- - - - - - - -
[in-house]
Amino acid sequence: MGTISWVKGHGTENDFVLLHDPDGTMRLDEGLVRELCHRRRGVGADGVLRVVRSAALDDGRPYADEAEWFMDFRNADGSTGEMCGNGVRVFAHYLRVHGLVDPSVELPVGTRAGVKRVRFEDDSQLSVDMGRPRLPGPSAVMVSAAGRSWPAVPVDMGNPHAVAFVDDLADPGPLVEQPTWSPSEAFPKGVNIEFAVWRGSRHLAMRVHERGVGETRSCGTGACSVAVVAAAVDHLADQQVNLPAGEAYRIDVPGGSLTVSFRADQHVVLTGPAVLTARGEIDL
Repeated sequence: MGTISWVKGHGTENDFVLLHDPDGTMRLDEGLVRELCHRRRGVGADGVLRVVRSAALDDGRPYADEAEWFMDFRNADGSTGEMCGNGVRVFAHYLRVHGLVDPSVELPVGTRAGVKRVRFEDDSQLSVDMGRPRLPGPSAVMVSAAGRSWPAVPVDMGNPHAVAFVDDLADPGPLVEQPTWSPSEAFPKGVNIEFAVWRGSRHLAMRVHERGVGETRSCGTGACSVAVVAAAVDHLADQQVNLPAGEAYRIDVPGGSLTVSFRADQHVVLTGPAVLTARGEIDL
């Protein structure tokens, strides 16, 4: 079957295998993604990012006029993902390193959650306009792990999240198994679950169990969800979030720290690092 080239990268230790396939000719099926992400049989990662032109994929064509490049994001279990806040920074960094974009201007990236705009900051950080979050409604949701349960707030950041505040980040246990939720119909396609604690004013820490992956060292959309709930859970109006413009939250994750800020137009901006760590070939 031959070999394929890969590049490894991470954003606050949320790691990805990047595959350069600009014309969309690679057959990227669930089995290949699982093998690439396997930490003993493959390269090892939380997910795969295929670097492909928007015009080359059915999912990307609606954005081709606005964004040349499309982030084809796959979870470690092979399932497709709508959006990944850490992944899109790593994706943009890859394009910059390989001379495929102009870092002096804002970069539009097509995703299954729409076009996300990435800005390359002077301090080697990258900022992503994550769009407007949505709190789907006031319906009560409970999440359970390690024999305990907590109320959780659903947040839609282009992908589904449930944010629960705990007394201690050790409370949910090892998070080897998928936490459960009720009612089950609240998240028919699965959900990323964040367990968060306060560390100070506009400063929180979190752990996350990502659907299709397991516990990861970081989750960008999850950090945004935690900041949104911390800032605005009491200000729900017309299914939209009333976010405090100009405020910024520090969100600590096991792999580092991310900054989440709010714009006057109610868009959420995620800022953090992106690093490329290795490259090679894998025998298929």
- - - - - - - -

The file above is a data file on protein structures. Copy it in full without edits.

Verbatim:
[in-house]
Amino acid sequence: MGTISWVKGHGTENDFVLLHDPDGTMRLDEGLVRELCHRRRGVGADGVLRVVRSAALDDGRPYADEAEWFMDFRNADGSTGEMCGNGVRVFAHYLRVHGLVDPSVELPVGTRAGVKRVRFEDDSQLSVDMGRPRLPGPSAVMVSAAGRSWPAVPVDMGNPHAVAFVDDLADPGPLVEQPTWSPSEAFPKGVNIEFAVWRGSRHLAMRVHERGVGETRSCGTGACSVAVVAAAVDHLADQQVNLPAGEAYRIDVPGGSLTVSFRADQHVVLTGPAVLTARGEIDL
Repeated sequence: MGTISWVKGHGTENDFVLLHDPDGTMRLDEGLVRELCHRRRGVGADGVLRVVRSAALDDGRPYADEAEWFMDFRNADGSTGEMCGNGVRVFAHYLRVHGLVDPSVELPVGTRAGVKRVRFEDDSQLSVDMGRPRLPGPSAVMVSAAGRSWPAVPVDMGNPHAVAFVDDLADPGPLVEQPTWSPSEAFPKGVNIEFAVWRGSRHLAMRVHERGVGETRSCGTGACSVAVVAAAVDHLADQQVNLPAGEAYRIDVPGGSLTVSFRADQHVVLTGPAVLTARGEIDL
């Protein structure tokens, strides 16, 4: 079957295998993604990012006029993902390193959650306009792990999240198994679950169990969800979030720290690092 080239990268230790396939000719099926992400049989990662032109994929064509490049994001279990806040920074960094974009201007990236705009900051950080979050409604949701349960707030950041505040980040246990939720119909396609604690004013820490992956060292959309709930859970109006413009939250994750800020137009901006760590070939 031959070999394929890969590049490894991470954003606050949320790691990805990047595959350069600009014309969309690679057959990227669930089995290949699982093998690439396997930490003993493959390269090892939380997910795969295929670097492909928007015009080359059915999912990307609606954005081709606005964004040349499309982030084809796959979870470690092979399932497709709508959006990944850490992944899109790593994706943009890859394009910059390989001379495929102009870092002096804002970069539009097509995703299954729409076009996300990435800005390359002077301090080697990258900022992503994550769009407007949505709190789907006031319906009560409970999440359970390690024999305990907590109320959780659903947040839609282009992908589904449930944010629960705990007394201690050790409370949910090892998070080897998928936490459960009720009612089950609240998240028919699965959900990323964040367990968060306060560390100070506009400063929180979190752990996350990502659907299709397991516990990861970081989750960008999850950090945004935690900041949104911390800032605005009491200000729900017309299914939209009333976010405090100009405020910024520090969100600590096991792999580092991310900054989440709010714009006057109610868009959420995620800022953090992106690093490329290795490259090679894998025998298929």